Here at PLXSS, branding and design is a priority. For us, a logo is not just something you can create by a "free logo maker." It's a representation of your vision and your brand.
So, when we talk about design, we understand the conceptualization process has multiple layers. We have to think about the target audience, the styling, the colors and more. However, in the tedious process of branding, some may wonder if there's ever a room for just the simple things.
And the answer is, YES!
New York Times 30-Sec Ad: Analysis
The ad is so simple that it's just text and words that did not even exceed 1,000 characters, but it will still give you chills.
The Times' message is clear and for those who have been following the U.S. political and social realm, you would know why this is important.
The ad was played during the #MeToo set of the Golden Globes. According to Huffington Post, the short ad embodies the victims of abuse by the big names in the industry who were outed last year (including Harvey Weinstein).
This is just one of the many ads New York Time is planning to release this year, according to Adage. For their campaign, they plan to assert their credibility in journalism and original reporting. New York Times is the first publisher to go out with the story of Weinstein's victims.
In the ad, it started with "He said" followed by "She said." There's no background music so the viewers can focus fully on the text. The "She said" then rapidly filled the lines until the entire page is full.
The ad ended with,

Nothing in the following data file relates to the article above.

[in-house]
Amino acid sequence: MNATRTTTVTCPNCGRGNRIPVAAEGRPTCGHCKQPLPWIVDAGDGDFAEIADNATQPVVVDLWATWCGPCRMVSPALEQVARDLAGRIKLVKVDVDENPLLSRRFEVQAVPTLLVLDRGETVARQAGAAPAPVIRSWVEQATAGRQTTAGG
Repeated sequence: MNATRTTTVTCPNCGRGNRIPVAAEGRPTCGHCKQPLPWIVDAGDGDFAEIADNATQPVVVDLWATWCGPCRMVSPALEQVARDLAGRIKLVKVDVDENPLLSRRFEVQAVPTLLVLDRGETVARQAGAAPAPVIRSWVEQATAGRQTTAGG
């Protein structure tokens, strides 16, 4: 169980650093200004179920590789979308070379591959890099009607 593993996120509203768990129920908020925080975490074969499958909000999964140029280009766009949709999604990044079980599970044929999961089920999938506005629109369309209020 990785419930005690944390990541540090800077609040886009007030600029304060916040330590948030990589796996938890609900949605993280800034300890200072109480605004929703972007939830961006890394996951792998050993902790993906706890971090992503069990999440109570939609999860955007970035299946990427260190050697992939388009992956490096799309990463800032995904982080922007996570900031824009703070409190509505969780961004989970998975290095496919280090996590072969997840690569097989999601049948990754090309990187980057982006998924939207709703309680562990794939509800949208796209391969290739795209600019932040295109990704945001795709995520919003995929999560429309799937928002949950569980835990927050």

The Truth has power. The truth will not be threatened. The truth has a voice.
The silent part of the ad represents the victims who were silenced throughout the years.
For Droga5, creative agency that created the ad, it was just about the representation of language that's powerful enough to shut down the victim with their truths.
"We thought that using language that has been used to silence women in the past and turning it on its head was a simple way to show the clear distinction between the way the world was merely a year ago and the way it is now," says Droga5 Associate Creative Director Julie Matheny.
Brand David, Senior VP, said the message is more than just about the subscriptions. It's the fact that when people subscribe, they support these types of truths to come out.
"We've done a lot of groundbreaking reporting that's had an outsize impact. What identifies a lot of our investigative reporting is that we hold truth to power, and we do so without fear or favor. We know that's a spark to help people want to subscribe."
Though the Times is targeting audiences 30 to 40, the messaging on the ad affects all concerned citizens who are familiar with these issues. For the publication, the ad is more than just a political statement, it's a reminder journalism's big role in the society.
If you're supporting the Times, you're helping the stories to happen. That's what we want the advertising to be about. It's not meant to be an ad about a cultural topic, it's about the role our journalism has played in it."